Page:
The family-owned Johnson Newspapers Corp. owns The Times as well as newspapers throughout the North Country and in the Hudson Valley and Western New York. Johnson said that while it’s increasingly common for newspapers of all sizes to outsource printing, his family’s company has doubled down on its printing business.
“As a publisher one of the most important things that we can do is remind people that print is not dead,” Johnson said, noting that print products remain popular with a large segment of their readers and offer opportunities for deeper news coverage.
The company maintains printing presses in Watertown and in Massena. In the past it had printing facilities in Malone, Ogdensburg, the Hudson Valley and Western New York, but they’ve been consolidated. The Watertown press was installed in 1986 and prints standard newspapers such as The Times and, starting in 2019, the company’s newspapers in the Hudson Valley and Western New York. The Massena press was installed in 2002 and is smaller but capable of printing different sizes.
“Scale is critical,” Johnson said. “One of the most important things we can do with the printing press is print and keep it running.”
That became an issue for Advance, which in 2014 still printed seven publications in Syracuse aside from The Post-Standard. Now the press does printing for just one daily publication and two smaller non-daily publications.
Since it’s no longer economically viable for many smaller publications to have their own printing press, Johnson said his family’s company has picked up more outside printing business in recent years. The company has more than 50 customers at its Massena plant, including many community and college newspapers.
As the number of commercial printers has decreased, the company has picked up printing contracts from farther away. For example, it now prints the CNY Business Journal, The Catholic Sun and student newspapers for SUNY Oswego and Syracuse University.
Local News Inc. — which in addition to Oswego County Business publishes a healthcare newspaper and a senior-themed magazine — contracted its printing with the Scotsman Press in Syracuse until the company closed in 2014. Its magazines are now produced by Dual Print & Mail in Buffalo and its newspapers are printed by Bayard Printing in Williamsport, Pennsylvania.
While there are obvious cost-saving advantages to outsourcing printing, it raises other issues that need to be addressed, said Jeff Weigand, publisher of the Oswego County Media Group, which prints The Palladium-Times and The Valley News.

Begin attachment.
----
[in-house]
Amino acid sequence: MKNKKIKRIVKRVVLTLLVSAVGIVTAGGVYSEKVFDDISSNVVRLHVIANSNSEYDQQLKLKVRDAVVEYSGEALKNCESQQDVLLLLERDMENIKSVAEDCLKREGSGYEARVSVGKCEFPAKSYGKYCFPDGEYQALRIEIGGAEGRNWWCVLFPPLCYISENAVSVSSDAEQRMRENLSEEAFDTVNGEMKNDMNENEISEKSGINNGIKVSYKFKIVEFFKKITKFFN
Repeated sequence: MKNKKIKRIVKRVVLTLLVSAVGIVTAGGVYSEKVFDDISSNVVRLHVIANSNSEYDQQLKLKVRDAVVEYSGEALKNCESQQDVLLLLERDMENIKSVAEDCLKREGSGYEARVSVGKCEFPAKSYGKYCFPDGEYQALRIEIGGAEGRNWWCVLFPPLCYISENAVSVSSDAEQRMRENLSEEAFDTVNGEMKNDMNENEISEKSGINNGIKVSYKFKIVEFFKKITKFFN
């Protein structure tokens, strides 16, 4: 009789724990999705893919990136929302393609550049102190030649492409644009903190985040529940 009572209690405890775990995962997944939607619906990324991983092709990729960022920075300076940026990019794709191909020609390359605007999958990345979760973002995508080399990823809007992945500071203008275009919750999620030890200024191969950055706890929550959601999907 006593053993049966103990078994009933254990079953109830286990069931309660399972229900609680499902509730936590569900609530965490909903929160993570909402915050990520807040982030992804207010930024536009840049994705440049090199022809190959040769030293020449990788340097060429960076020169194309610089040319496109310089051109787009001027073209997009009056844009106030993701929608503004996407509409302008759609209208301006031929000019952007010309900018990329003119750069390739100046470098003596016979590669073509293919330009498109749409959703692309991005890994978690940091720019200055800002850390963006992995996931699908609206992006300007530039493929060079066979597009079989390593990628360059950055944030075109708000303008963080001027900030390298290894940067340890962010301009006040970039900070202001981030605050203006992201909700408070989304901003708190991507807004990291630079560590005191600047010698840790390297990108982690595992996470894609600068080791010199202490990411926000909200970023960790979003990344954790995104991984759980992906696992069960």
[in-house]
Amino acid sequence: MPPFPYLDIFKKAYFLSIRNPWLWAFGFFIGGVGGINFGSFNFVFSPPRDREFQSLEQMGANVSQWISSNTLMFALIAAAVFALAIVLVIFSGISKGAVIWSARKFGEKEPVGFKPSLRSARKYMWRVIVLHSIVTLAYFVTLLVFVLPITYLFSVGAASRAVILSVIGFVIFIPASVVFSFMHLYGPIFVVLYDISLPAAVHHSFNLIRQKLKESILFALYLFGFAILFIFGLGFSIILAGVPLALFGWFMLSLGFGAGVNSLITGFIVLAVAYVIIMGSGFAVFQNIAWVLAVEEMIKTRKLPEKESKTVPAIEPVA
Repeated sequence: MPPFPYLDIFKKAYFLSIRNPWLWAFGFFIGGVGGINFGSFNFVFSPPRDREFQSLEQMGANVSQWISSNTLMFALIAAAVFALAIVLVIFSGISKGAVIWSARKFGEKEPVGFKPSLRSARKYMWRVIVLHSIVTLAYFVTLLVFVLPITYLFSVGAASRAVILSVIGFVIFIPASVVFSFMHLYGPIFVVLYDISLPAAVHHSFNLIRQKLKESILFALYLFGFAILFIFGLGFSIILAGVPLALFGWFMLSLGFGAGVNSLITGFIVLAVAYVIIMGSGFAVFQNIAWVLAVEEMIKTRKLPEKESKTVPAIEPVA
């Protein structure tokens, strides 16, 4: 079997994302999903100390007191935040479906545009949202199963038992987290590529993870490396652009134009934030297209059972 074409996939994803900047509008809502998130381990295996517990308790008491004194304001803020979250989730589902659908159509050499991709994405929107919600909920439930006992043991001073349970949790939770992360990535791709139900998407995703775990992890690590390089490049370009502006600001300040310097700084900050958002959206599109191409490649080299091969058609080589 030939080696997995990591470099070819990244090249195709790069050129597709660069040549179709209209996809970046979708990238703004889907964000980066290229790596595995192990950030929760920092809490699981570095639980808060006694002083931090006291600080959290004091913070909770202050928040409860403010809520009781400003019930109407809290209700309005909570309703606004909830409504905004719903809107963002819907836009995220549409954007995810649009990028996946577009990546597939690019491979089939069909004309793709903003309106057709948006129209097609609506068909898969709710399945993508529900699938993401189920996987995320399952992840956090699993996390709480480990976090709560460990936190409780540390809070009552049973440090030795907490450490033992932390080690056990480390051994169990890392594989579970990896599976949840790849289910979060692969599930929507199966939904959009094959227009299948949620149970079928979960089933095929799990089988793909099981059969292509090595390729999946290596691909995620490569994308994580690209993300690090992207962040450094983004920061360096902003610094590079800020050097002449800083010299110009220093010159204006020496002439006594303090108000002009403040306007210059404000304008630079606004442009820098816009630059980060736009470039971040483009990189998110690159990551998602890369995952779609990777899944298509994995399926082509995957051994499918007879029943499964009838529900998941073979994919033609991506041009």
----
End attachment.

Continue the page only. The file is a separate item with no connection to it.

“When people outsource it doesn’t just affect printing,” he said. “There’s a lot to think about if you are going to outsource; you don’t just flip a switch.”
Distribution is a possible concern. Newspapers want their print product on doorsteps and at retail outlets early in the morning and when they outsource printing they typically have to push deadlines back to get the papers in time, Edmonds said. Newspaper deadlines have generally gotten earlier over time, which means the content tends not to be quite as new.
The fact that The Post-Standard will be trucked to Syracuse could force deadlines to be pushed back earlier during winter, when the threat of inclement weather is significant, Weigand said.
“Are they going to be able to hold the sports page for that local high school football game or that local late-night Syracuse basketball game?” he said. “I don’t think they’re going to be able to do that any longer.”
Flexibility to push deadlines
The Oswego County Media Group is owned by the Pennsylvania-based Sample News Group, which publishes more than 70 community newspapers in six states.
As recently as 2008, The Palladium-Times had outsourced printing. When Sample bought the newspaper, it refurbished the existing 1974 press that was on site and began printing in Oswego. In addition to The Palladium-Times and The Valley News, the company also prints the Oswego County Advertiser. One full-time employee and one part-time worker run the press five days a week. Four or five people do all the advertising inserts by hand.
Weigand said printing in-house gives him the flexibility to push deadlines back for important stories. On Election Day, for example, they’ll hold the front page of the newspaper hours longer than usual so there’s time to include key election results.
But with a printing press that’s a half-century old, breakdowns become harder and harder to repair. A couple months ago a part broke. The part had been discontinued in 1993, so Weigand scoured the internet for a replacement. He found the part on eBay in Germany and bought two.
“So, there is going to be a time where I’m not going to be able to get something,” he said. “I know I’m going to have to consider outsourcing my printing at some point.” ϖ